localstack@machine % tree -L 4 volume/state
├── elasticsearch
│   └── arn:aws:es:us-east-1:000000000000:domain
│       ├── my-cluster-1
│       │   ├── backup
│       │   ├── data
│       │   └── tmp
│       ├── my-cluster-2
│       │   ├── backup
│       │   ├── data
│       │   └── tmp

Advanced Security Options

Since LocalStack 1.4.0, the OpenSearch and ElasticSearch services support “Advanced Security Options”. This feature is currently only supported for OpenSearch domains (which can also be created by the elasticsearch service). More info can be found on the OpenSearch Service docs page.

Custom Elasticsearch backends

LocalStack downloads elasticsearch asynchronously the first time you run the aws es create-elasticsearch-domain, so you will get the response from localstack first and then (after download/install) you will have your elasticsearch cluster running locally. You may not want this, and instead use your already running elasticsearch cluster. This can also be useful when you want to run a cluster with a custom configuration that localstack does not support.

To customize the elasticsearch backend, you can your own elasticsearch cluster locally and point localstack to it using the OPENSEARCH_CUSTOM_BACKEND (previously ES_CUSTOM_BACKEND) environment variable. Note that only a single backend can be configured, meaning that you will get a similar behavior as when you re-use a single cluster instance.


The following shows a sample docker-compose file that contains a single-noded elasticsearch cluster and a basic localstack setp.

version: "3.9"

    container_name: elasticsearch
    image: docker.elastic.co/elasticsearch/elasticsearch:7.10.2
      - node.name=elasticsearch
      - cluster.name=es-docker-cluster
      - discovery.type=single-node
      - bootstrap.memory_lock=true
      - "ES_JAVA_OPTS=-Xms512m -Xmx512m"
      - "9200:9200"
        soft: -1
        hard: -1
      - data01:/usr/share/elasticsearch/data

    container_name: "${LOCALSTACK_DOCKER_NAME:-localstack-main}"
    image: localstack/localstack
      - "4566:4566"
      - elasticsearch
      - ES_CUSTOM_BACKEND=http://elasticsearch:9200
      - DEBUG=${DEBUG:-0}
      - "${LOCALSTACK_VOLUME_DIR:-./volume}:/var/lib/localstack"
      - "/var/run/docker.sock:/var/run/docker.sock"

    driver: local
  1. Run docker compose:

    $ docker-compose up -d

  2. Create the Elasticsearch domain:

    $ awslocal es create-elasticsearch-domain \
        --domain-name mylogs-2 \
        --elasticsearch-version 7.10 \
        --elasticsearch-cluster-config '{ "InstanceType": "m3.xlarge.elasticsearch", "InstanceCount": 4, "DedicatedMasterEnabled": true, "ZoneAwarenessEnabled": true, "DedicatedMasterType": "m3.xlarge.elasticsearch", "DedicatedMasterCount": 3}'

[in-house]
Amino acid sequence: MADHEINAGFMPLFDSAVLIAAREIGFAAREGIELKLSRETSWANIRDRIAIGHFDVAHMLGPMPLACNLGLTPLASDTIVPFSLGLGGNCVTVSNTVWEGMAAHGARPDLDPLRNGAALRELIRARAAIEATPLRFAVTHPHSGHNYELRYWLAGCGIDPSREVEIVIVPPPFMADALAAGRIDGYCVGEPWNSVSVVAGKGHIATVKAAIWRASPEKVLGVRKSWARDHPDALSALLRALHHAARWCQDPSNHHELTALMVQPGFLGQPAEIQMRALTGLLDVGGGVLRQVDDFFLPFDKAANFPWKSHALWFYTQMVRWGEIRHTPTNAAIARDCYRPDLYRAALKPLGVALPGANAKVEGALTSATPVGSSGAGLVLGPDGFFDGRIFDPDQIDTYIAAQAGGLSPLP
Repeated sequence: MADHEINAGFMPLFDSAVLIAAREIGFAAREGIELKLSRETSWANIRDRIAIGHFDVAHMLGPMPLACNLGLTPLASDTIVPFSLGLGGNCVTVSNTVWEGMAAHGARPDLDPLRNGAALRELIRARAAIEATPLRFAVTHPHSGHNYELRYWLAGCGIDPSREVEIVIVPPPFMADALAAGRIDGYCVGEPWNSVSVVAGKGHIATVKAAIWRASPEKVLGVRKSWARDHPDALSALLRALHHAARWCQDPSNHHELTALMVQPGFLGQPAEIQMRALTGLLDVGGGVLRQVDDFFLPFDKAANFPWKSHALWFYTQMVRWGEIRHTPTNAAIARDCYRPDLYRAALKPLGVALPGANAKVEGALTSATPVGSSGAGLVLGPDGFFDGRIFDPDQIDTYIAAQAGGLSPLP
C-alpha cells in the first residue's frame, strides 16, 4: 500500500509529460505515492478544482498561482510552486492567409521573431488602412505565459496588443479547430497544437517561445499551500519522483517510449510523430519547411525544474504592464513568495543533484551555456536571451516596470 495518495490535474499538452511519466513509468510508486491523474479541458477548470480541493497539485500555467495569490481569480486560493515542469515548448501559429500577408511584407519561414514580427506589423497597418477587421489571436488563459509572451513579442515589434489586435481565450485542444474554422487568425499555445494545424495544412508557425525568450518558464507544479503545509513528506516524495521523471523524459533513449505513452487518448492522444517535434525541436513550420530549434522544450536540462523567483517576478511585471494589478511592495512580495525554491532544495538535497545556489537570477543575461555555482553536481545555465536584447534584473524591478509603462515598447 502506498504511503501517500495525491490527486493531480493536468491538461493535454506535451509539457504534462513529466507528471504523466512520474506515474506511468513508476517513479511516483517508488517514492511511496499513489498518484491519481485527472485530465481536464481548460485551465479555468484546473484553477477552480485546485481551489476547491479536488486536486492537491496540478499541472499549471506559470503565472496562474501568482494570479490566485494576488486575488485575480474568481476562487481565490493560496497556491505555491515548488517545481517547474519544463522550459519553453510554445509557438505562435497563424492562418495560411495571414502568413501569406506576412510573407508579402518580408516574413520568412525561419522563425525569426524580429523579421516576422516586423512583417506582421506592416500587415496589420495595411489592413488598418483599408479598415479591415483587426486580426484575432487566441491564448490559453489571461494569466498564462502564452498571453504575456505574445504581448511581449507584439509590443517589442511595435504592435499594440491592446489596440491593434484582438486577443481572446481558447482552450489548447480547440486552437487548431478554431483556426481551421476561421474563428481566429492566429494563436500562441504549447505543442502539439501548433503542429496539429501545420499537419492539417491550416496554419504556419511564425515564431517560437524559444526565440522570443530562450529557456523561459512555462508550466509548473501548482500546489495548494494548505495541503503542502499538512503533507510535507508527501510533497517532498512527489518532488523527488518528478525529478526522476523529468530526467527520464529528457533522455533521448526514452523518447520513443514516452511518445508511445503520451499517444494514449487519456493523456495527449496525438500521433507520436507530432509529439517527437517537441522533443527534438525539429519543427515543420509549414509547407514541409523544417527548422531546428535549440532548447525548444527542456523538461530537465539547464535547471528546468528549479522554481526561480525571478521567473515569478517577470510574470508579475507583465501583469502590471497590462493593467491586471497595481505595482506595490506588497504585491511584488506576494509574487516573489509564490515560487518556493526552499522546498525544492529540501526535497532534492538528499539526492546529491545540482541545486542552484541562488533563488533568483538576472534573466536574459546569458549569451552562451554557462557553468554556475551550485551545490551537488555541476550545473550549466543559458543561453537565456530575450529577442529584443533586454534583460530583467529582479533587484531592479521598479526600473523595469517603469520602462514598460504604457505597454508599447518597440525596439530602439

"DomainStatus": {
            "DomainId": "000000000000/mylogs-2",
            "DomainName": "mylogs-2",
            "ARN": "arn:aws:es:us-east-1:000000000000:domain/mylogs-2",
            "Created": true,
            "Deleted": false,
            "Endpoint": "mylogs-2.us-east-1.es.localhost.localstack.cloud:4566",
            "Processing": true,
            "ElasticsearchVersion": "7.10",
            "ElasticsearchClusterConfig": {
                "InstanceType": "m3.xlarge.elasticsearch",
                "InstanceCount": 4,
                "DedicatedMasterEnabled": true,
                "ZoneAwarenessEnabled": true,
                "DedicatedMasterType": "m3.xlarge.elasticsearch",
                "DedicatedMasterCount": 3
            "EBSOptions": {
                "EBSEnabled": true,
                "VolumeType": "gp2",
                "VolumeSize": 10,
                "Iops": 0
            "CognitoOptions": {
                "Enabled": false

  3. If the Processing status is true, it means that the cluster is not yet healthy. You can run describe-elasticsearch-domain to receive the status:

    $ awslocal es describe-elasticsearch-domain --domain-name mylogs-2

  4. Check the cluster health endpoint and create indices:

    $ curl mylogs-2.us-east-1.es.localhost.localstack.cloud:4566/_cluster/health

  5. Create an example index:

    $ curl -X PUT mylogs-2.us-east-1.es.localhost.localstack.cloud:4566/my-index

Differences to AWS

  • By default, AWS only sets the Endpoint attribute of the cluster status once the cluster is up. LocalStack will return the endpoint immediately, but keep Processing = "true" until the cluster has been started.
  • The CustomEndpointOptions allows arbitrary endpoint URLs, which is not allowed in AWS